I used to fool myself that I would work on airplanes. What a great pocket of time to get things done, right? And I see lots of passengers with spread sheets, word documents, or (now) email open – these folks are clearly being productive.
I don’t think this anymore. Instead, I accept that for me a flight is a liminal space with time and place suspended. I allow myself to feel okay about listening to music and letting my mind drift. And sometimes my mind drifts to interesting ideas and I even feel like I’ve accomplished something by the end of the flight.
So that’s where I was a few days ago on a flight between Seattle and Phoenix. Ear buds in, playlist on shuffle. And my mind swirling around with thoughts of recent and upcoming writing about the role of feminism in women’s lives over the last half century. The music and thoughts merged on the question of how music has – and has not – driven feminism over the years. I’m no expert on such issues, but here is where my thoughts took me by the time I landed at Sky Harbor airport.
There were many anti-war movement songs in the 1960s and 1970s. Fortunate Son, Ohio, Eve of Destruction, Give Peace a Chance – heck, even Billy Don’t be a Hero. But if you’re looking for an anthem for the women’s liberation movement, there’s only one option – Helen Reddy’s I Am Woman. The song hit the #1 spot in late 1972 and clearly struck a chord with many. I can picture my 13-year-old self, always the ham with a hairbrush microphone, singing with gusto: “I am woman, hear me roar / In numbers too big to ignore / And I know too much to go back and pretend / ‘cause I’ve heard it all before / And I’ve been down there on the floor / No one’s ever gonna keep me down again.” And then, the impassioned crescendo that only a newly-pubescent girl can pull off: “I am strong! I am invincible! I am woman!”
What of today, though? Do we have any feminist anthems that speak powerfully about equality, rights, and the need to hear women’s voices? Given Helen Reddy’s opening line – I am woman, hear me roar – it’s tempting to consider Katy Perry’s Roar as an option. “You held me down, but I got up / Already brushing off the dust / You hear my voice, your hear that sound / Like thunder, gonna shake the ground .” Tempting, yes. But her comment that “I’m not a feminist” gives me pause, even though she continued “but I do believe in the power of women.” Of course, Katy Perry is not alone among female pop artists in disavowing feminism. In recent months, she’s been joined by Lady Gaga, Madonna, Bjork, and Lily Allen rejecting the f-word for a variety of reasons: the fight has been won, feminists hate men, the label has baggage they don’t want to carry … and the list goes on.
So I turn, instead, to another of today’s female singing stars whose music surfaces frequently on my playlist (a lot more frequently than those in the last paragraph): Sara Bareilles. She was nominated for two Grammys this year. She is an engaging young woman with a powerful voice. Her duet with Carole King teamed her beautifully with an iconic singer-songwriter of the women’s liberation era. And she embraces the f-word: “I’m definitely sort of a feminist, and I don’t think that being a feminist has anything to do with hating anything. It’s about celebrating women and being productive for females.” Yes.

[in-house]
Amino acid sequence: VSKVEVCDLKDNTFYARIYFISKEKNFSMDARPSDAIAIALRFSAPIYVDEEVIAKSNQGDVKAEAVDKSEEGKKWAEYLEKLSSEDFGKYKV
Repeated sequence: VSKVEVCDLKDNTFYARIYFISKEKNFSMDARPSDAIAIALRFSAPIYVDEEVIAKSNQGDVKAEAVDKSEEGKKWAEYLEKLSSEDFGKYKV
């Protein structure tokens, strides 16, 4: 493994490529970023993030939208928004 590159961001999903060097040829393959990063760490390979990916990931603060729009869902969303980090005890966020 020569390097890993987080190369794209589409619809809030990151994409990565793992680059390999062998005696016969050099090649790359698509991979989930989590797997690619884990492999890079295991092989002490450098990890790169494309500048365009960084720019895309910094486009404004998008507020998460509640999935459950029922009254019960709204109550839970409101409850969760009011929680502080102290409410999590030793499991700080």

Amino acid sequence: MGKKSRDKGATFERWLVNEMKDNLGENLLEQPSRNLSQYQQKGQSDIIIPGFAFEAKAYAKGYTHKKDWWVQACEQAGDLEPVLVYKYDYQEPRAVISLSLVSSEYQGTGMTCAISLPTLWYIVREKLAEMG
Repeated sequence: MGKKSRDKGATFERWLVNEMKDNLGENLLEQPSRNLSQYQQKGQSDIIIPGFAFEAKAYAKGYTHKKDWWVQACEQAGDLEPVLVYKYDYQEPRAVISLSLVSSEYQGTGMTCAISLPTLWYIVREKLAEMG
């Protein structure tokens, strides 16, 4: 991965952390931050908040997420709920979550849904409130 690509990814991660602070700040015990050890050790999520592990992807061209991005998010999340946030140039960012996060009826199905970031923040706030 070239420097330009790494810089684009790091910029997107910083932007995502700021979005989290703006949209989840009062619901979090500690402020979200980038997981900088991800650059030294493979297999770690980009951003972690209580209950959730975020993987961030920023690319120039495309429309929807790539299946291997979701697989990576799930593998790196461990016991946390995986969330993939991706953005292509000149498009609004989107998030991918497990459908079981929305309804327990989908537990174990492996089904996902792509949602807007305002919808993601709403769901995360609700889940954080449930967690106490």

But it’s Sara Bareilles’ songwriting that leads me to nominate her work for contemporary feminist anthem status. On her Little Voice album, she spins the stories of Cinderella, Snow White, and Rapunzel in Fairytale, a quirky attack on patriarchy:
Once upon a time in a faraway kingdom
Man made up a story said that I should believe him
Go and tell your white knight that he’s handsome in hindsight
But I don’t want the next best thing
So I sing and hold my head down and I break down these walls round me
Can’t take no more of your fairytale love
In King of Anything from the Kaleidoscope Heart album, she takes her disputes with patriarchy to the relational level, refusing to “jump on board with you / and ride off into your delusional sunset”:
Who cares if you disagree?
You are not me
Who made you king of anything?
So you dare tell me who to be
Who died and made you king of anything?
And the momentum continues on her most recent album, The Blessed Unrest. My favorite song on this album is Chasing the Sun: “There’s a history through her / Sent to us as a gift from the future, to show us the proof / More than that, it’s to dare us to move / And to open our eyes and to learn from the sky.” The biggest hit from this album, though, is Brave:
You can turn a phrase into a weapon or a drug
You can be the outcast
Or be the backlash of somebody’s lack of love
Or you can start speaking up
I’ll grant that these songs weren’t entirely intended as feminist anthems. Indeed, Brave was written with Jack Antonoff from Fun., an activist for gay rights and marriage equality. Sara supports these causes and is gratified that the song was picked up by this community, but she also says, “it can speak to a range of meanings and definitions for the listener. It doesn’t have to be about gay rights … what I like about being called upon to be brave is that it’s not about the outcome, but the intention, and turning to face the fear.”
Feminism may never have another anthem like I Am Woman. And Sara Bareilles is undoubtedly writing to connect with a wide range of human experiences. But when I hear her songs, I know I look for a hairbrush and start belting it out. For this is music that makes me – as a woman – feel strong and feel invincible. Thanks, Sara.